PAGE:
Meerenai Shim takes on many roles in new music. As a flutist, she has release three solo albums: Sometimes the City is Silent, The Art of Noise, and Pheromone. As a chamber musician, she appears with groups including A/B Duo and Areon Flutes. Most recently, she has added record label entrepreneur to the list as the founder of Aerocade Music. I asked her a few questions about her varied musical life.
Your practice is very “DIY” – in a lot of your projects you’re involved with or directing the performance, production, and promotion. Can you talk about how this works for your career?
Doing almost everything myself helps me accomplish many of my artistic goals more quickly than if I had a large number of collaborators or an organization supporting me. As the supposed African proverb says, “If you want to go fast, go alone. If you want to go far, go together.” As an only child, it felt natural to work on projects by myself, but there were other factors that led me to go it alone. In 2005, my musical career consisted of being an independent private flute teacher. Being a musician in Silicon Valley meant that I was one of the very few artists living in the area and isolated from the community of gigging musicians in the greater Bay Area.
My first DIY project, other than self-producing a recital here and there, was self-publishing a scale book for my flute students because I couldn’t find a good set of studies to bridge the gap between the beginner and advanced scale books. I learned a lot about engraving, printing, copyright, publishing, and distribution by Googling and reading about it online. The book has sold almost 1,000 copies over the last 11 years. That’s been my process since the book: Google it first, read everything I can on the subject (on the Internet and in real books), then make it happen.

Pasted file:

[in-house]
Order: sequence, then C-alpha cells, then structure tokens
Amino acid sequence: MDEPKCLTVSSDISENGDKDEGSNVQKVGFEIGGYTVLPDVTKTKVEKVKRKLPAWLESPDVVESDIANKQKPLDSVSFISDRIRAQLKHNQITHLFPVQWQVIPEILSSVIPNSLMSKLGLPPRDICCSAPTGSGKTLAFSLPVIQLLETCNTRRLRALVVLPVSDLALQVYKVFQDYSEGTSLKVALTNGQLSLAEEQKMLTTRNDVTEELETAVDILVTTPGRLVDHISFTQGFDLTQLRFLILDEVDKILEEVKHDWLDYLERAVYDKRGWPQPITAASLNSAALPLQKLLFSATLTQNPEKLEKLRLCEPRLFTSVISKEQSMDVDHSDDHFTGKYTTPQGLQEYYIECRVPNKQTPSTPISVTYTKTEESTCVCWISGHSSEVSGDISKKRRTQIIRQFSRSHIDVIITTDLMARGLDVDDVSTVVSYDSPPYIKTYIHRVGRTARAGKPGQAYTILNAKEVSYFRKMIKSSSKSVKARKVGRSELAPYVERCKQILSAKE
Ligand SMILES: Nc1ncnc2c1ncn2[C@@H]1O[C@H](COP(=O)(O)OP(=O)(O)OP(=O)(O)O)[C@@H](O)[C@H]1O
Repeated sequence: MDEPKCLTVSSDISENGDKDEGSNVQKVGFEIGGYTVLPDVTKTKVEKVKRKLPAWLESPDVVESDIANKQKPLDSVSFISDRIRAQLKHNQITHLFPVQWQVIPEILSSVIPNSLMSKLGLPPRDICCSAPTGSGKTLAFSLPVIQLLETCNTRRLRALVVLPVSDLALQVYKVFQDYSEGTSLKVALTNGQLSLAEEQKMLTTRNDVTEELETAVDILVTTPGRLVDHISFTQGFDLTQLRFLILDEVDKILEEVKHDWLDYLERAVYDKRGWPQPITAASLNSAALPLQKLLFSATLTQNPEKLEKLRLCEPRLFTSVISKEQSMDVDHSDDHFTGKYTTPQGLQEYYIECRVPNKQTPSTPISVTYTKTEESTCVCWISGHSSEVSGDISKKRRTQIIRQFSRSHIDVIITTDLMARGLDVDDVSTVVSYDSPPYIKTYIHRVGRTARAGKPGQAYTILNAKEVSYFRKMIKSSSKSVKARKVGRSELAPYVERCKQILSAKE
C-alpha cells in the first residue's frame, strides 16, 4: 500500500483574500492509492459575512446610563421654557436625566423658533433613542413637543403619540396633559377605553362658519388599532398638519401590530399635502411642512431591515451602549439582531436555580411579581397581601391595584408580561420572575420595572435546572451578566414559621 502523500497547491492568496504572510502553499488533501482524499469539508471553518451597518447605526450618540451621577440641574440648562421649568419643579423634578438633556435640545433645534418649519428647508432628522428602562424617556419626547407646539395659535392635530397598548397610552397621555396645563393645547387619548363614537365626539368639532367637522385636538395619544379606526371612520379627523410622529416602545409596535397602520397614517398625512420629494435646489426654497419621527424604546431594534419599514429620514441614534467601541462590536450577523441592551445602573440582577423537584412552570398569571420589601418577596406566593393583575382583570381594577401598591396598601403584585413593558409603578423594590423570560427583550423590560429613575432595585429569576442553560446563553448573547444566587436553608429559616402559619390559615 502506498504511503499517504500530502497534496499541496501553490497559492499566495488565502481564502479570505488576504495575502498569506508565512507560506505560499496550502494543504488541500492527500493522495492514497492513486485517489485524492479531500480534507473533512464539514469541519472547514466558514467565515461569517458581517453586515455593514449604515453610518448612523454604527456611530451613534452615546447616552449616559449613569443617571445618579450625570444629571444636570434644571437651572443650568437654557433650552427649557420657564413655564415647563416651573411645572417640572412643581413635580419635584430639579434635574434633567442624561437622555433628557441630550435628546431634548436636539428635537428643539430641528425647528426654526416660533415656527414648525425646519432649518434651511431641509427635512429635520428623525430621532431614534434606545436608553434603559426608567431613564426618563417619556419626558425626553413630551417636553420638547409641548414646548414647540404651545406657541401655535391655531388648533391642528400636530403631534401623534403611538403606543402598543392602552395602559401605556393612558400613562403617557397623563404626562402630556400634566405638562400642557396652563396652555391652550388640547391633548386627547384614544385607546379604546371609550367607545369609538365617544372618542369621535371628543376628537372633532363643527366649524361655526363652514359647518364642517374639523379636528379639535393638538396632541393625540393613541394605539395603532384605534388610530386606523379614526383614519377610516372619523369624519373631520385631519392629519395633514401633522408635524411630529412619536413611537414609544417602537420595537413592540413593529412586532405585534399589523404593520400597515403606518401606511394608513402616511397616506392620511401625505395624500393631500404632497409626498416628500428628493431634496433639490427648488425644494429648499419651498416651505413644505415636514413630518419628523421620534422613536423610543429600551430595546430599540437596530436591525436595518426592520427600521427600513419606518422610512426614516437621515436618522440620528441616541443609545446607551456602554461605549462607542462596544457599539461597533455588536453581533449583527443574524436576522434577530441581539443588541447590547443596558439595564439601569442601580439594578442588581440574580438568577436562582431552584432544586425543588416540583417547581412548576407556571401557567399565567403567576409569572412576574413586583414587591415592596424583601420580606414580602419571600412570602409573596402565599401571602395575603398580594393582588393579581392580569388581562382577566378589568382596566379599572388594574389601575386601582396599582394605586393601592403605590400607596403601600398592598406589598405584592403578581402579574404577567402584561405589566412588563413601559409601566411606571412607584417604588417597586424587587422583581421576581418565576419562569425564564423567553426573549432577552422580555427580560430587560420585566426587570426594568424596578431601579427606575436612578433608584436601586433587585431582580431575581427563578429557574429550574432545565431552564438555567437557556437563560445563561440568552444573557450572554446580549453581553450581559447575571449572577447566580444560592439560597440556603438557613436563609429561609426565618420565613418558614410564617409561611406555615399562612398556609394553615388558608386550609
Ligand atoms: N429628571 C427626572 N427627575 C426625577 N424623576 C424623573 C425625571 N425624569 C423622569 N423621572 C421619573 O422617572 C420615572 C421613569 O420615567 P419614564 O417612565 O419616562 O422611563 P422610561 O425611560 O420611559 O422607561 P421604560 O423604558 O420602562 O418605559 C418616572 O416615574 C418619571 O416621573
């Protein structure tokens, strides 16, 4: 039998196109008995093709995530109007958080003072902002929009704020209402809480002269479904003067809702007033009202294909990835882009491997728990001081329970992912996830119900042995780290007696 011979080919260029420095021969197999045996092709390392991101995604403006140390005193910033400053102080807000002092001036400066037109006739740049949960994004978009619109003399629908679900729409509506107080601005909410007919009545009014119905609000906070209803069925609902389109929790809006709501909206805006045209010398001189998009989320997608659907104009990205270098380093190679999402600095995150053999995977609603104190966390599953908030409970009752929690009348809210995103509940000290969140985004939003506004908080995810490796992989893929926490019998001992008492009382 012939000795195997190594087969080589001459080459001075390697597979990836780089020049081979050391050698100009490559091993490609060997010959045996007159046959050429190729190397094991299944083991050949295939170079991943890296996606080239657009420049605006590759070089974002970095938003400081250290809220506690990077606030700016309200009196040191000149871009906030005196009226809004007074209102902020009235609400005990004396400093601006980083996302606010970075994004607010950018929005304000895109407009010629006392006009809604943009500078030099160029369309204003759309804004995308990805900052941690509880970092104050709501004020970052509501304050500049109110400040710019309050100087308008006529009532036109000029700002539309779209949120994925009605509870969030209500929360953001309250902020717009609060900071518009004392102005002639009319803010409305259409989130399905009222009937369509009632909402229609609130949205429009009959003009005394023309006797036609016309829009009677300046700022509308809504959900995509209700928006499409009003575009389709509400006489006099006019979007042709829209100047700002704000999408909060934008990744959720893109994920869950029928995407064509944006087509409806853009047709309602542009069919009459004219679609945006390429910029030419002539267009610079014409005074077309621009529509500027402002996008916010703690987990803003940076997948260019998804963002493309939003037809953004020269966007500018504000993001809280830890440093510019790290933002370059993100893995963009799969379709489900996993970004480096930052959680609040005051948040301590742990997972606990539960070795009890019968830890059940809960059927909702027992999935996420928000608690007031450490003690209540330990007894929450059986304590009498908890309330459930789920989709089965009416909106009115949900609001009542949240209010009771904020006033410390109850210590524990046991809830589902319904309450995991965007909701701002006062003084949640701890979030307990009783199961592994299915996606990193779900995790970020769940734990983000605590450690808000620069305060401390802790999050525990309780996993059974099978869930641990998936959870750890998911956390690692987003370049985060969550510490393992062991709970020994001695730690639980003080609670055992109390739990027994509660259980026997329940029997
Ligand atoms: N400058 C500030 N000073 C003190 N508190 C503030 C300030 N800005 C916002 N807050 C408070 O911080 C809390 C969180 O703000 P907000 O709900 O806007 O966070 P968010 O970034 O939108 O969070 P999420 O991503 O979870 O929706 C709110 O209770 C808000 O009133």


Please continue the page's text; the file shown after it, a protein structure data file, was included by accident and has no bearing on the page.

Producing most of my projects myself means that I can set very tight timelines and finish the projects without waiting for permission, funding, or collaborators. It also makes the budget very manageable since I can invest in software/tools once, and then learn to do it myself.
DIY isn’t really Do It ALL Yourself. Having supportive mentors, friends, and family makes DIY possible. DIY works for me because I have a very supportive spouse and a diverse background of interests and experience. Even though my two degrees are in flute performance, I held day jobs in Information Technology and Management Consulting. I also spent most of my undergraduate years preparing for an orchestral conducting career that never took off. Being an aspiring conductor meant that I spent 4 years of college hustling and continuously self-producing chamber orchestra concerts.
I do wonder how different my career might be if I lived in an area where artistic inspiration and collaborators were a few blocks away, instead of 50+ miles away.
What made you decide to start Aerocade Music?